Spotlight on Chapter 11 “Service of Documents” from LESA’s Alberta Civil Practice Manual

LESA’s Alberta Civil Practice Manual was recently updated (spring 2023) thanks to the dedicated work of LESA volunteers. Nicola Cooper is an associate lawyer at Cooper & Company and assisted with Chapter 11 of the manual, which outlines service of documents. This week, the LESA blog would like to spotlight Nicola and her contributions to this manual.

Nicola has a diploma in Theatre Arts and a Bachelor of Arts (psychology major). She was inspired to pursue a career in law when she was working at her father’s law firm during her undergraduate degree. She found the work at the firm interesting and compelling and decided to study law at the University of Calgary. In her practice, Nicola enjoys the challenging aspects of law and helping her clients out of difficult situations. She is a lifelong learner and continues to expand her knowledge and skillset in law. Nicola notes:

“I am a forever student, and I have found the LESA materials, and especially the LESA Manuals, to be very valuable resources in my learning. I am proud that I am able to contribute to the resources that have helped me, and hopefully someone else will find my contributions valuable. I also enjoy the opportunity to expand my own knowledge in preparing the materials.”

As a LESA volunteer, Nicola is a proud contributor to the manual and has enjoyed the opportunity to expand her knowledge while working on this chapter. As Nicola notes below, chapter 11 outlines the various ways to satisfy document service in civil litigation:

“Serving documents is something that every litigator will have to do regularly in their practice and improper service can impact a client’s ability to pursue their claim. Even though the service of documents is routine, the particulars of effecting service change from case to case. For this reason, it is important that litigators are live to the ways that service can be effected.”

This chapter also highlights effecting personal service where possible to avoid having to meet the technical requirements for service. Service by recorded mail is a common method of serving commencement documents. If service is done by recorded mail, it is important to ensure that the recorded mail has been signed for – and by the correct person – otherwise there may be the need to bring an Application to validate service.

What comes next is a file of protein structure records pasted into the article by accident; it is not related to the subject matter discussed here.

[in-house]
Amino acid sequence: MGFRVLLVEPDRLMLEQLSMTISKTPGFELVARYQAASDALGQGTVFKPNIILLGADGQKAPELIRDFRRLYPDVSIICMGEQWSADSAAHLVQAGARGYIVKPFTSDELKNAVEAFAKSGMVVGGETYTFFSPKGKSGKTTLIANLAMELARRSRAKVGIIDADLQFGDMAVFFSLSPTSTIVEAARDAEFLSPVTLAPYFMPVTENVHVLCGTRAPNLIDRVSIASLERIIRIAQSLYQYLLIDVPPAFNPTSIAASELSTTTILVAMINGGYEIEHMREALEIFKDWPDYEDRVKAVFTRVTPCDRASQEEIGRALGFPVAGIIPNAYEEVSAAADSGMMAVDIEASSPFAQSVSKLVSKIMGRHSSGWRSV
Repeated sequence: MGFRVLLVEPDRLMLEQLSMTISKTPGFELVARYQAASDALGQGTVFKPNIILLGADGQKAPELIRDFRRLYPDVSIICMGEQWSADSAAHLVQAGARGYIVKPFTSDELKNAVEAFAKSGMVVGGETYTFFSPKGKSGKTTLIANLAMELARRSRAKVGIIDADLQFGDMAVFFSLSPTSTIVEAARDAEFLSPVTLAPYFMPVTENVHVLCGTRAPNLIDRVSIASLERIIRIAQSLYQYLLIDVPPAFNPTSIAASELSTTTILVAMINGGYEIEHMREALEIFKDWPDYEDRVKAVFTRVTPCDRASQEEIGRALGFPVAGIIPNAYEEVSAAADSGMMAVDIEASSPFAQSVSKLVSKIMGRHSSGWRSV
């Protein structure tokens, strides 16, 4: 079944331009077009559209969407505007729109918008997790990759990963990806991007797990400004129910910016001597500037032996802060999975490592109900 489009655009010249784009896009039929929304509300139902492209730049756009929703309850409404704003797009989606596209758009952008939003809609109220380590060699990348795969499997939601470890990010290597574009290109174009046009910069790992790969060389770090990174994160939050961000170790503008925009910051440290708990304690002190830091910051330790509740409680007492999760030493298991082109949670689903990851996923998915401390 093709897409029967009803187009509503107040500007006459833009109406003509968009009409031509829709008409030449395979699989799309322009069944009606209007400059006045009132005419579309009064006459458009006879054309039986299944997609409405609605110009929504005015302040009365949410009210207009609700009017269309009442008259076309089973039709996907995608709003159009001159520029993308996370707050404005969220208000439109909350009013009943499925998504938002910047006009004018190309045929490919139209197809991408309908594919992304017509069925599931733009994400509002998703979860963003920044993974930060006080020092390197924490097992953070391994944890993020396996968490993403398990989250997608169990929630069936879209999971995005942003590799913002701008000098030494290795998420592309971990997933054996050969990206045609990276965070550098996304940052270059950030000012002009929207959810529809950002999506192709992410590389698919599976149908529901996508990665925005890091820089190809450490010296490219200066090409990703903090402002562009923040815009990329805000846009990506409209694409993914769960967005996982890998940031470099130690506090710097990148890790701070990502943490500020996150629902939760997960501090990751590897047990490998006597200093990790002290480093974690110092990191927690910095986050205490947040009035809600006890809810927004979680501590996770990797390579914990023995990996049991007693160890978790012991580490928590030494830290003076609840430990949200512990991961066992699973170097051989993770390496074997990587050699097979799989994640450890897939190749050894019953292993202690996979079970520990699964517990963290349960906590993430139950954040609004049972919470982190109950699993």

With respect to non-commencing documents, this chapter outlines the procedure for accepting service by email. If counsel does not want to accept service through email, they must ensure they do not provide an email on the Address for Service form or on a pleading to avoid satisfying the requirement in Rule 11.21. Counsel should also advise the opposing party that they will not be accepting service by email, and can do this by including this in email signatures and email autoreplies.

This chapter also provides that counsel must meet the requirements under the Rules when bringing applications for Substitutional Service, to Validate Service, or to Dispense with Service. Counsel must ensure that materials are drafted clearly and concisely so that the Judge can understand what is being asked and grant the relief sought.


Thank you to Nicola, and to all our volunteers, who worked to update this manual this past spring. To purchase a hardcopy of this manual, click here. If you are a current LESA Library subscriber (to the civil litigation collection or to the complete LESA Library) you can access this manual electronically as part of your subscription. For subscription options and pricing, click here.

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